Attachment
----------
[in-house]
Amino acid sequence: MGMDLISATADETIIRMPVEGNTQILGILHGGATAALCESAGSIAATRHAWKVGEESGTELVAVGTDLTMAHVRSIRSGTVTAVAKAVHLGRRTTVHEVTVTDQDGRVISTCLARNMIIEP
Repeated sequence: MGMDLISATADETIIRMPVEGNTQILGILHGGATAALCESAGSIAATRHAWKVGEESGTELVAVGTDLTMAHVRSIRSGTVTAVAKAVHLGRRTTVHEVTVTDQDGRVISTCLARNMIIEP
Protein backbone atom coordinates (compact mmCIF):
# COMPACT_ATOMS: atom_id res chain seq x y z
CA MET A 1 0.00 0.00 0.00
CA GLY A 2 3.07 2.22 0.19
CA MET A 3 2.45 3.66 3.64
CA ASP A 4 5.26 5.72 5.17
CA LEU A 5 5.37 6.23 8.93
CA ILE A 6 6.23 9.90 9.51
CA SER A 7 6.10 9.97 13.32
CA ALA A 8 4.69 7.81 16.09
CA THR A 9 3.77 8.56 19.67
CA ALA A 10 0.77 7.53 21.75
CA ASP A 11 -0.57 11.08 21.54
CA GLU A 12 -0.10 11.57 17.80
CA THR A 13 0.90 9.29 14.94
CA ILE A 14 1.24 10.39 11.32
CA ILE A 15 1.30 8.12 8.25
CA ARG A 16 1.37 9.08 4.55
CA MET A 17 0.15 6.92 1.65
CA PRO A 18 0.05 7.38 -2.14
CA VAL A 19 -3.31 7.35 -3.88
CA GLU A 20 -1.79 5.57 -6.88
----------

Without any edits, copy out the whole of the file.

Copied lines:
[in-house]
Amino acid sequence: MGMDLISATADETIIRMPVEGNTQILGILHGGATAALCESAGSIAATRHAWKVGEESGTELVAVGTDLTMAHVRSIRSGTVTAVAKAVHLGRRTTVHEVTVTDQDGRVISTCLARNMIIEP
Repeated sequence: MGMDLISATADETIIRMPVEGNTQILGILHGGATAALCESAGSIAATRHAWKVGEESGTELVAVGTDLTMAHVRSIRSGTVTAVAKAVHLGRRTTVHEVTVTDQDGRVISTCLARNMIIEP
Protein backbone atom coordinates (compact mmCIF):
# COMPACT_ATOMS: atom_id res chain seq x y z
CA MET A 1 0.00 0.00 0.00
CA GLY A 2 3.07 2.22 0.19
CA MET A 3 2.45 3.66 3.64
CA ASP A 4 5.26 5.72 5.17
CA LEU A 5 5.37 6.23 8.93
CA ILE A 6 6.23 9.90 9.51
CA SER A 7 6.10 9.97 13.32
CA ALA A 8 4.69 7.81 16.09
CA THR A 9 3.77 8.56 19.67
CA ALA A 10 0.77 7.53 21.75
CA ASP A 11 -0.57 11.08 21.54
CA GLU A 12 -0.10 11.57 17.80
CA THR A 13 0.90 9.29 14.94
CA ILE A 14 1.24 10.39 11.32
CA ILE A 15 1.30 8.12 8.25
CA ARG A 16 1.37 9.08 4.55
CA MET A 17 0.15 6.92 1.65
CA PRO A 18 0.05 7.38 -2.14
CA VAL A 19 -3.31 7.35 -3.88
CA GLU A 20 -1.79 5.57 -6.88